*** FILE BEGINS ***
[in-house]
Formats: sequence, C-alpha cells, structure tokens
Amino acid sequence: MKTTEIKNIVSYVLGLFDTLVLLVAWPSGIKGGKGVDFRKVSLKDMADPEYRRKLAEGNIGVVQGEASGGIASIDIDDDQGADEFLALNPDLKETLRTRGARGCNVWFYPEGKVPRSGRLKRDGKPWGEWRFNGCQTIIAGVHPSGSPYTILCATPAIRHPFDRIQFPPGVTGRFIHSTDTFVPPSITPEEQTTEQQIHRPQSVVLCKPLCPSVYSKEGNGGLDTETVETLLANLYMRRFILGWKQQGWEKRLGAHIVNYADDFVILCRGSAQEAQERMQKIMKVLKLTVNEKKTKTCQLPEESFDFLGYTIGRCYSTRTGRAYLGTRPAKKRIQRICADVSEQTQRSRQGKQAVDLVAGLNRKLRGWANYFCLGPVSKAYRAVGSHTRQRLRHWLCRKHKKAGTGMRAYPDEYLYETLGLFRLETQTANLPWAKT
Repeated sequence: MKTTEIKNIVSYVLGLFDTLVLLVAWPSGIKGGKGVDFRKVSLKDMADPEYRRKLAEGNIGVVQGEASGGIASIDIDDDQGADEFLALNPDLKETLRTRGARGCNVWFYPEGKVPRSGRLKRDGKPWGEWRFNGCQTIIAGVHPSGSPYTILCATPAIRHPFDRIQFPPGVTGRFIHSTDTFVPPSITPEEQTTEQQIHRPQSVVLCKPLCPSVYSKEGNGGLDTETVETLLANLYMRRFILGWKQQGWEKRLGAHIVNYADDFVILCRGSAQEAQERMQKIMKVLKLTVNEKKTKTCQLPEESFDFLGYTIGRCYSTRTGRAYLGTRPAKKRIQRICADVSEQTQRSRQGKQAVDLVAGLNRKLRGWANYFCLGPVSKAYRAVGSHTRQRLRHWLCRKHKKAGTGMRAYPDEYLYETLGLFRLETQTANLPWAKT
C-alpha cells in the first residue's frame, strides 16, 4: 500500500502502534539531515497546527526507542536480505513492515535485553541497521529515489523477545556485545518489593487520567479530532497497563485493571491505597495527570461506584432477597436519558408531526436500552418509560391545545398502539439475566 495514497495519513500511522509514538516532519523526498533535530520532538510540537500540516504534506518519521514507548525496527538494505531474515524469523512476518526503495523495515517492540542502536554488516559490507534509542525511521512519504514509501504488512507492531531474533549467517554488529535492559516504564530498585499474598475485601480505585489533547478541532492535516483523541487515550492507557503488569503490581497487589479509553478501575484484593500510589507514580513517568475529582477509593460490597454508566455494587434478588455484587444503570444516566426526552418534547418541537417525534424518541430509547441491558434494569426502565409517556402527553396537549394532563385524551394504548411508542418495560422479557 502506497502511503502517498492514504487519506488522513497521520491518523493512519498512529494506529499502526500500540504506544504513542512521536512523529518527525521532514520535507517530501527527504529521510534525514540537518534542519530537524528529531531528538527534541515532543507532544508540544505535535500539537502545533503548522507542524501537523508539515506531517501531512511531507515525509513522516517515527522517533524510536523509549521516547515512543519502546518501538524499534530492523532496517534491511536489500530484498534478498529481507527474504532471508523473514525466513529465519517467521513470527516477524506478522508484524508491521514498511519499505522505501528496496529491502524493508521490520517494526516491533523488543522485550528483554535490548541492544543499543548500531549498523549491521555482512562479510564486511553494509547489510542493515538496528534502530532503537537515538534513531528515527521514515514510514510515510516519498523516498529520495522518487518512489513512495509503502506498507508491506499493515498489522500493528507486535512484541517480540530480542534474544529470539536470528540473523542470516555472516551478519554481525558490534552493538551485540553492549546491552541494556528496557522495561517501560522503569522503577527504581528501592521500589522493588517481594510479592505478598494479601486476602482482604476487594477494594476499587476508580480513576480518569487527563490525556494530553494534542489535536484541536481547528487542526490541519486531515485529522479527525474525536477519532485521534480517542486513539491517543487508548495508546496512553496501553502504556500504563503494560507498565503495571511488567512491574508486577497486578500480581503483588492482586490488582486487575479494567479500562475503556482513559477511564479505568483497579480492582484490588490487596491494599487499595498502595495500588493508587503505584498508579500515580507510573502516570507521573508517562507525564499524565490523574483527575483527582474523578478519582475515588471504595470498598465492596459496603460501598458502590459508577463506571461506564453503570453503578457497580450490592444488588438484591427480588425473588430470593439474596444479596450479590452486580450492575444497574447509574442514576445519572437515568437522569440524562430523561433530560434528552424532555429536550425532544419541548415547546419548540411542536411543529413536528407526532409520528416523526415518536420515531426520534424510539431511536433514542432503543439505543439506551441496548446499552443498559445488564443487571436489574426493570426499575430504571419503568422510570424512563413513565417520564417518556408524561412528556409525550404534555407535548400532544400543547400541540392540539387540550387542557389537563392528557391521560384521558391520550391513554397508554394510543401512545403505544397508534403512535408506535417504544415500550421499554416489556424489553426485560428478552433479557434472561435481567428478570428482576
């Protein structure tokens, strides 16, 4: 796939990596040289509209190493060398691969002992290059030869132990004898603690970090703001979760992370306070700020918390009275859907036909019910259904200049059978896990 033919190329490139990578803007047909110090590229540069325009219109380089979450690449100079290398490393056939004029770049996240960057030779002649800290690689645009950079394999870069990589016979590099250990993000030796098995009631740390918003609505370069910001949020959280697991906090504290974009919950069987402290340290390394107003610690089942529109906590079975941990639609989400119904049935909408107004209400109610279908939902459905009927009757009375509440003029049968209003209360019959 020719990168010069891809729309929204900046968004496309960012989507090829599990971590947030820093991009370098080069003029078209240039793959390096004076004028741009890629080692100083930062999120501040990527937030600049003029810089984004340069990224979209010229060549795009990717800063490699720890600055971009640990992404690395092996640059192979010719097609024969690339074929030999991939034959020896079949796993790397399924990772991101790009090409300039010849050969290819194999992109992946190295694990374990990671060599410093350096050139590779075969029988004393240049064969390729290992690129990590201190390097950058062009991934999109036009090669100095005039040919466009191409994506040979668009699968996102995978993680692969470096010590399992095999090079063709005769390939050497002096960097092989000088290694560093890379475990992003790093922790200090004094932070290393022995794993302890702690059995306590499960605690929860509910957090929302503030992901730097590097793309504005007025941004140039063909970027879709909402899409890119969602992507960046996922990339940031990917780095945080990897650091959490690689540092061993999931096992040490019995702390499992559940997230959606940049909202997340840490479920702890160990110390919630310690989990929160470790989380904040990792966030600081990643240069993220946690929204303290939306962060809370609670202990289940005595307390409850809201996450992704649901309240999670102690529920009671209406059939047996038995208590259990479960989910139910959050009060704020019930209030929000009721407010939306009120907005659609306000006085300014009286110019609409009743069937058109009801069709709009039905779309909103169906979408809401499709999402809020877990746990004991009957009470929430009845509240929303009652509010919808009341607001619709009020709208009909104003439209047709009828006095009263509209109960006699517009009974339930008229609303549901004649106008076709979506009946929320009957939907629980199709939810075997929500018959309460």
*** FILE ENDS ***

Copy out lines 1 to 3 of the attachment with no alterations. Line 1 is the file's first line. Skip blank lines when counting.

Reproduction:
[in-house]
Formats: sequence, C-alpha cells, structure tokens
Amino acid sequence: MKTTEIKNIVSYVLGLFDTLVLLVAWPSGIKGGKGVDFRKVSLKDMADPEYRRKLAEGNIGVVQGEASGGIASIDIDDDQGADEFLALNPDLKETLRTRGARGCNVWFYPEGKVPRSGRLKRDGKPWGEWRFNGCQTIIAGVHPSGSPYTILCATPAIRHPFDRIQFPPGVTGRFIHSTDTFVPPSITPEEQTTEQQIHRPQSVVLCKPLCPSVYSKEGNGGLDTETVETLLANLYMRRFILGWKQQGWEKRLGAHIVNYADDFVILCRGSAQEAQERMQKIMKVLKLTVNEKKTKTCQLPEESFDFLGYTIGRCYSTRTGRAYLGTRPAKKRIQRICADVSEQTQRSRQGKQAVDLVAGLNRKLRGWANYFCLGPVSKAYRAVGSHTRQRLRHWLCRKHKKAGTGMRAYPDEYLYETLGLFRLETQTANLPWAKT